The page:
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Hall of Famer Tony Gwynn dies
Tony Gwynn, who banged out 3,141 hits during a Hall of Fame career spanning 20 seasons
with the San Diego Padres, has died of cancer at age 54, it was announced Monday.
The lefty-swinging Gwynn, nicknamed "Mr. Padre," had a career .338 batting average, won
eight National League batting titles, and played in the franchise's only two World Series.
He died early Monday morning at Pomerado Hospital in Poway, Calif., while surrounded by
his family, the Baseball Hall of Fame announced.
"Major League Baseball today mourns the tragic loss of Tony Gwynn," commissioner Bud Selig
said in a statement Monday. "The greatest Padre ever and one of the most accomplished hitters
that our game has ever known, whose all-around excellence on the field was surpassed by his
exuberant personality and genial disposition in life.
"... For more than 30 years, Tony Gwynn was a source of universal goodwill in the National
Pastime, and he will be deeply missed by the many people he touched."
He had been signed to a one-year contract extension as the baseball coach at San Diego
State on June 11. He had been on medical leave since late March while recovering
from cancer treatment. He took over the program at his alma mater after the 2002 season.
Gwynn had two operations for cancer in his right cheek between August 2010 and February
2012. The second surgery was complicated, with surgeons removing a facial nerve because
it was intertwined with a tumor inside his right cheek. They grafted a nerve from Gwynn's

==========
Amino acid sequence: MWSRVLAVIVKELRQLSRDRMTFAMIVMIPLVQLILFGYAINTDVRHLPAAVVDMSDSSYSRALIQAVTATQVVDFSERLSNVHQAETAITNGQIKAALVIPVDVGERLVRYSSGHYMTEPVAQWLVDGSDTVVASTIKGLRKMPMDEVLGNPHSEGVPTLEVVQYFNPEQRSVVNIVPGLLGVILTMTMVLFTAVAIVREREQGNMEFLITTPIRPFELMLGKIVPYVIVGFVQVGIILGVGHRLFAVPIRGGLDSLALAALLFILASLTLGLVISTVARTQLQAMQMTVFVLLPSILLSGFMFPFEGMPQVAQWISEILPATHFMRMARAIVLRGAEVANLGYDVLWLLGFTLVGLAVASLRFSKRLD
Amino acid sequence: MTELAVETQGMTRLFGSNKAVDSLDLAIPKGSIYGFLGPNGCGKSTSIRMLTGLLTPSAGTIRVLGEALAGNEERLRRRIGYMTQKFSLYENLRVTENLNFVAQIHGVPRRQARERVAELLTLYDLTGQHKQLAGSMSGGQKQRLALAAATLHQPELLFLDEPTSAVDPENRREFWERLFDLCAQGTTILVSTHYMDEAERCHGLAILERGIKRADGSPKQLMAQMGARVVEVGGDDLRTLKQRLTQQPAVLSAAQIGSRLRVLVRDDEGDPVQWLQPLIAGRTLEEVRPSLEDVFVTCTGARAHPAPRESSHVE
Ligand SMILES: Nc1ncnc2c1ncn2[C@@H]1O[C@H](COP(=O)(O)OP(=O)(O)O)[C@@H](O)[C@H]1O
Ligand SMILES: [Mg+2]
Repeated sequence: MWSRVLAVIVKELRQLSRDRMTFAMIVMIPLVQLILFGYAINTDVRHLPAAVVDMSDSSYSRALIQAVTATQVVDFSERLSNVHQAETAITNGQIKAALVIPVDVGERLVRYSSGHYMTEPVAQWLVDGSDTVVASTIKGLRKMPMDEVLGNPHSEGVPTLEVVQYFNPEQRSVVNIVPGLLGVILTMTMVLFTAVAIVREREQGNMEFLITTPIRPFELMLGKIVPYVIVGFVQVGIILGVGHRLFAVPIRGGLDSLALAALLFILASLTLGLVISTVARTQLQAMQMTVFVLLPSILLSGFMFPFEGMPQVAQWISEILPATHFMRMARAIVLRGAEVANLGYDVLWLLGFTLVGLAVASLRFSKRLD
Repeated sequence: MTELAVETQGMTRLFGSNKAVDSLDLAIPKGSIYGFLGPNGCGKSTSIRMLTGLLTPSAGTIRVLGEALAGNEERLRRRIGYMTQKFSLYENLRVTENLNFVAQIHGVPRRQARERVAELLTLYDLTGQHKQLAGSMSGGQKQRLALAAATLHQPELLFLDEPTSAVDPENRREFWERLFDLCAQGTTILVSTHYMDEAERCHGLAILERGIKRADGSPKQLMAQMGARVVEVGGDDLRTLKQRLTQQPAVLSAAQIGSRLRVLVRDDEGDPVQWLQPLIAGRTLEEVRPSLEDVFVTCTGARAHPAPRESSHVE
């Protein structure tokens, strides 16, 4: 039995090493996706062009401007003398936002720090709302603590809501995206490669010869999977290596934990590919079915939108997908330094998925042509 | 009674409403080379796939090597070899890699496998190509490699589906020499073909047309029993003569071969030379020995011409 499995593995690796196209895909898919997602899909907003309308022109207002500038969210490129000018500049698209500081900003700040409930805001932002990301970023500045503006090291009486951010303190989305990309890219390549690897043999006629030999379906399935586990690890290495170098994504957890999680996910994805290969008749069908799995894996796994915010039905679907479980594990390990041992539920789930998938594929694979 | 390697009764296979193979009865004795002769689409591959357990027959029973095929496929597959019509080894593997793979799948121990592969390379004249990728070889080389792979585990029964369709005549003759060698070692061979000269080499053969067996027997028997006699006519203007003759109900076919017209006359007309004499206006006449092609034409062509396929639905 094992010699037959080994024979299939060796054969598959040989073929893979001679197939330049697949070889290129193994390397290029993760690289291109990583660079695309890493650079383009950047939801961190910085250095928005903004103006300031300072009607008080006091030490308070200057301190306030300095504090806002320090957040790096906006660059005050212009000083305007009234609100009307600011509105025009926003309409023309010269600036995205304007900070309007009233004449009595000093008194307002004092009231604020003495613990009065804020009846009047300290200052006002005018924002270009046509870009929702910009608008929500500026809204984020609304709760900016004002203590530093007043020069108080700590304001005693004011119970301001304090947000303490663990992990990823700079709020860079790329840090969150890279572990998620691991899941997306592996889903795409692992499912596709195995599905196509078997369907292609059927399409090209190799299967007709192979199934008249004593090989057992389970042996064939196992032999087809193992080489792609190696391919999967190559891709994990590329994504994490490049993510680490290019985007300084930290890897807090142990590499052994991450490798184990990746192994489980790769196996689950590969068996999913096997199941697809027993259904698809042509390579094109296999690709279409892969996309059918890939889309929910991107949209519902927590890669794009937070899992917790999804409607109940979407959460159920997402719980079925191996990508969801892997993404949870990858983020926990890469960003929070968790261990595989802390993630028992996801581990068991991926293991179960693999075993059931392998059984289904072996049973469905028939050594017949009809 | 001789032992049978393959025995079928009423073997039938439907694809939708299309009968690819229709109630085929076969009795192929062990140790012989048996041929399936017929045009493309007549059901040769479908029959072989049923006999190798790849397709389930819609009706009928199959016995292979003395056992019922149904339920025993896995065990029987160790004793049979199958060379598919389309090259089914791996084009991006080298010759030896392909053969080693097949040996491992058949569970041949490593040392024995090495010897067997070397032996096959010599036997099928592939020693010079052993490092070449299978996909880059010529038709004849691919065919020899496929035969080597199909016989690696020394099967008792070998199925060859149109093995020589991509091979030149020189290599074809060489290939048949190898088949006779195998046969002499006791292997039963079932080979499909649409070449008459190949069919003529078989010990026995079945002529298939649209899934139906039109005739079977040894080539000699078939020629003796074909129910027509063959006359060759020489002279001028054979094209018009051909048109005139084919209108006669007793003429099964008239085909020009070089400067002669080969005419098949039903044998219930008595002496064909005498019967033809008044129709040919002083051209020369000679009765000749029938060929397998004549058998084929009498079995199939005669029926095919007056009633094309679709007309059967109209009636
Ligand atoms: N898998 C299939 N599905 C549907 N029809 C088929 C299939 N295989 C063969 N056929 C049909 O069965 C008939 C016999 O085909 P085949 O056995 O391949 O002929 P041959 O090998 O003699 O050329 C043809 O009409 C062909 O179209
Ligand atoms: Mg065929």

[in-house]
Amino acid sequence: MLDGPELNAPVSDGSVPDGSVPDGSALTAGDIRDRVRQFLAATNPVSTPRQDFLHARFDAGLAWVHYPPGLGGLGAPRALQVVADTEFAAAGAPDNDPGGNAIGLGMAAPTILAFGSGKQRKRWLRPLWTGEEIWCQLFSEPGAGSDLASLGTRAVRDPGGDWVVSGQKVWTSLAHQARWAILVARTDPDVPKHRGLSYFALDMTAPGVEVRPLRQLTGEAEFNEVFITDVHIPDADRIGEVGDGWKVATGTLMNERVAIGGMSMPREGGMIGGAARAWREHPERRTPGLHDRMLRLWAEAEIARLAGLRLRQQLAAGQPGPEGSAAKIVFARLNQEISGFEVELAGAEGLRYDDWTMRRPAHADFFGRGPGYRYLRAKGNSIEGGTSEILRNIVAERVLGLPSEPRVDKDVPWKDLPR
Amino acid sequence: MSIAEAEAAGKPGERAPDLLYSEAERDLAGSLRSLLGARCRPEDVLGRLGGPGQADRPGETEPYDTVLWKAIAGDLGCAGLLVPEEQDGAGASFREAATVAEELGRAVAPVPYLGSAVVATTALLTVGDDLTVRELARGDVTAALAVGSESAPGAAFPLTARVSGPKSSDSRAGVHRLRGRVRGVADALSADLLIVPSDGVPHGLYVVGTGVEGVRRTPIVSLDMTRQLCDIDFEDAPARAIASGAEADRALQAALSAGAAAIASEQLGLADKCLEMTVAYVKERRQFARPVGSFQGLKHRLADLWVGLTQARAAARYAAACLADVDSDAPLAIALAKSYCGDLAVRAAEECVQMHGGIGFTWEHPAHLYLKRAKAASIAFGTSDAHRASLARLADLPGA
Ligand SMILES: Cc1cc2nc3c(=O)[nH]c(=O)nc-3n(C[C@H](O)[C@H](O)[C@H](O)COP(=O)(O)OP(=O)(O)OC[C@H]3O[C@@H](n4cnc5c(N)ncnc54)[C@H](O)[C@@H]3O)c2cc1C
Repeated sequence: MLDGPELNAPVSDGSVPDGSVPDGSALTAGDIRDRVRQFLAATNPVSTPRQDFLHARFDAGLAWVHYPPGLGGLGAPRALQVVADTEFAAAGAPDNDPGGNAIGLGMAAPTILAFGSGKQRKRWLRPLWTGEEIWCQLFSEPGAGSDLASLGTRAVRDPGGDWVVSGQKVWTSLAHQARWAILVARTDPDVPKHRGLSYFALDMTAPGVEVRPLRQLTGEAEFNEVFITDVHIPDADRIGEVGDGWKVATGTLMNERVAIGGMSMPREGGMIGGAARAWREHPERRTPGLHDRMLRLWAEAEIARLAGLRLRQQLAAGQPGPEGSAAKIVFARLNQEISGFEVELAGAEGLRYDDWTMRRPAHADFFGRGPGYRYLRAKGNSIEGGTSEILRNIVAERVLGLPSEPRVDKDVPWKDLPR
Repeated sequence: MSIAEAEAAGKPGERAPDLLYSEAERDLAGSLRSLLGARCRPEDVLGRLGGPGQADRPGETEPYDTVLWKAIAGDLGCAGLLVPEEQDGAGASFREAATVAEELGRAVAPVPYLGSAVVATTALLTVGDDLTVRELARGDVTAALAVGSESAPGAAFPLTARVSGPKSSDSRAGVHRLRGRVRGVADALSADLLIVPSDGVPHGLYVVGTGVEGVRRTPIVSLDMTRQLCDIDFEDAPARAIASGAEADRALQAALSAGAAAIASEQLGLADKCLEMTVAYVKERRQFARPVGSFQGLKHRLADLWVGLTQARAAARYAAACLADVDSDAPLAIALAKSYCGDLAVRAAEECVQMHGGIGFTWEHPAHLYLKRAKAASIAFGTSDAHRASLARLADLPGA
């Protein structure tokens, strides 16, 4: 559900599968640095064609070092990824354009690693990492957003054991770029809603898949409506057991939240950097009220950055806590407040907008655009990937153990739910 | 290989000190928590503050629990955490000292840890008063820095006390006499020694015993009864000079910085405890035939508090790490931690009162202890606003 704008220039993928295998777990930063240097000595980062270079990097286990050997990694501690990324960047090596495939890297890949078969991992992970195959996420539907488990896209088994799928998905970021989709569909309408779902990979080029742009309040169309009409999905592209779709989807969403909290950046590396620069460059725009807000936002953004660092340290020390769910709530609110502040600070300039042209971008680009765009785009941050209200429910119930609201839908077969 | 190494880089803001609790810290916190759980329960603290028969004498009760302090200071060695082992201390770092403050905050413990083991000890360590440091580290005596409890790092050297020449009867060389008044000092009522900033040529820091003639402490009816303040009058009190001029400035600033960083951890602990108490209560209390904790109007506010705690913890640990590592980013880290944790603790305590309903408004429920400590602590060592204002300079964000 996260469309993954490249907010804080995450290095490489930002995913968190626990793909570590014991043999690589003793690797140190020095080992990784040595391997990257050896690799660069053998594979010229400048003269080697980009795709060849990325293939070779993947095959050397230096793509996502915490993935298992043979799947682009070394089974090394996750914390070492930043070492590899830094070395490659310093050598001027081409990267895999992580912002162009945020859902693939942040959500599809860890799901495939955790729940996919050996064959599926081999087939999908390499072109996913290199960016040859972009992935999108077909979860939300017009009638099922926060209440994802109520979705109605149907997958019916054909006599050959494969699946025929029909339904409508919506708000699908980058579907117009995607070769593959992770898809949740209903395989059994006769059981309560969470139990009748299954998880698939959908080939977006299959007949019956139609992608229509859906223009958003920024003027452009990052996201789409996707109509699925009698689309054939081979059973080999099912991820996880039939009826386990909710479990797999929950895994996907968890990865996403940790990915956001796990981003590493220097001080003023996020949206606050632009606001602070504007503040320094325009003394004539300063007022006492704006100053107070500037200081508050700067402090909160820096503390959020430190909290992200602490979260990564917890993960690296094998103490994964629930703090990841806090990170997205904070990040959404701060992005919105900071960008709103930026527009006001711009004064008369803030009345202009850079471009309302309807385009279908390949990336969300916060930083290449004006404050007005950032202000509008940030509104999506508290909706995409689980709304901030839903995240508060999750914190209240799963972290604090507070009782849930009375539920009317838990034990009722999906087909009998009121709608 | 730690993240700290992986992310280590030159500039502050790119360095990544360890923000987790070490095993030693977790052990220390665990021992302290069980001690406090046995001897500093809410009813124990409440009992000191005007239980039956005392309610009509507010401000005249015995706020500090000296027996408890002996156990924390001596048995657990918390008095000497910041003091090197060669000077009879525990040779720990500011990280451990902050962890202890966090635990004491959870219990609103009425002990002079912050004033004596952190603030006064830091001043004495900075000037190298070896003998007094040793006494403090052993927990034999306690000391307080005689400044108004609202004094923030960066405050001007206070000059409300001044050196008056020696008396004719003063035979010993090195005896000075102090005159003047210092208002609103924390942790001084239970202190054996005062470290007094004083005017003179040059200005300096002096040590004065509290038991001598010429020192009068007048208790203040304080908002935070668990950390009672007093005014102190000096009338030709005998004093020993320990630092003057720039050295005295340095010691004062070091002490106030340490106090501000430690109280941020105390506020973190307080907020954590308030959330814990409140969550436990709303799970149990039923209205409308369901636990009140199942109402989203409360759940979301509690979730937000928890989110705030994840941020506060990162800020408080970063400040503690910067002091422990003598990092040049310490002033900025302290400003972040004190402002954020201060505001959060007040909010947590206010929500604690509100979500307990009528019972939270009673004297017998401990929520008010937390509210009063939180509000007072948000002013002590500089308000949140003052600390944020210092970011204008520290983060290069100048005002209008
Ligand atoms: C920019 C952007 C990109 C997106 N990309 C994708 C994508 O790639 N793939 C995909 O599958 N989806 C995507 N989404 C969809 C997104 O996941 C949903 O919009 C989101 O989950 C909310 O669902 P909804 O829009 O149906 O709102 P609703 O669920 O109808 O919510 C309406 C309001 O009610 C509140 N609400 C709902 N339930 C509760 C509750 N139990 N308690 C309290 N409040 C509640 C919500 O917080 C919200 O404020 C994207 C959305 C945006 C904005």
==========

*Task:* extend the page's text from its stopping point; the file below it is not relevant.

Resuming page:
neck to help him eventually regain facial movement.
He had said that he believed the cancer was from chewing tobacco.
In a rarity in pro sports, Gwynn spent his entire 20-year career with the Padres, choosing to
stay rather than leaving for bigger paychecks elsewhere. His terrific hand-eye coordination
made him one of the game's greatest contact hitters. He excelled at hitting singles the other
way, through the "5.5 hole" between third base and shortstop.
He was a 15-time All-Star, and his .338 career average was 18th-best all-time.
Gwynn was inducted into the Pro Baseball Hall of Fame in his first year of eligibility in 2007.
His No. 19 was retired by the Padres in 2004.
"Tony will be remembered in baseball circles for his hitting acumen, as evidenced by a lofty
.338 lifetime batting average and an astonishing eight National League batting titles," Jeff
Idelson, president of the National Baseball Hall of Fame and Museum, said in a statement. "But it
was his infectious laugh, ever-present smile and humble disposition that made Mr. Padre a
favorite in San Diego and an endearing figure to a nation of baseball fans who marveled at his
career accolades and celebrated his 2007 induction into the Hall of Fame in record numbers."
Gwynn, who went into the Hall along with Cal Ripken Jr., was named on 532 of 545 votes cast
(97.6 percent). He was also honored with the 1995 Branch Rickey Award, the 1998 Lou Gehrig
Memorial Award and the 1999 Roberto Clemente Award.
"This is an extraordinarily sad day," Ripken Jr. said in a statement. "Tony was a Hall of Fame
ballplayer but more importantly he was a wonderful man. Tony always had a big smile on
his face and was one of the warmest and most genuine people I have ever had the honor of
knowing. Like all baseball fans I will miss him very much and my thoughts are with his family
He hit safely in 75 percent of the games in which he played during his career, and he batted
.300 in each of his last 19 seasons, a streak second only to Ty Cobb.
He homered off the facade at Yankee Stadium off San Diego native David Wells in Game 1 of
the 1998 World Series and scored the winning run in the 1994 All-Star Game. He was hitting
.394 when a players strike ended the 1994 season, denying him a shot at becoming the first
player to hit .400 since San Diego native Ted Williams hit .406 in 1941.
Gwynn befriended Williams and the two loved to talk about hitting. Gwynn steadied Williams
when he threw out the ceremonial first pitch before the 1999 All-Star Game at Boston's Fenway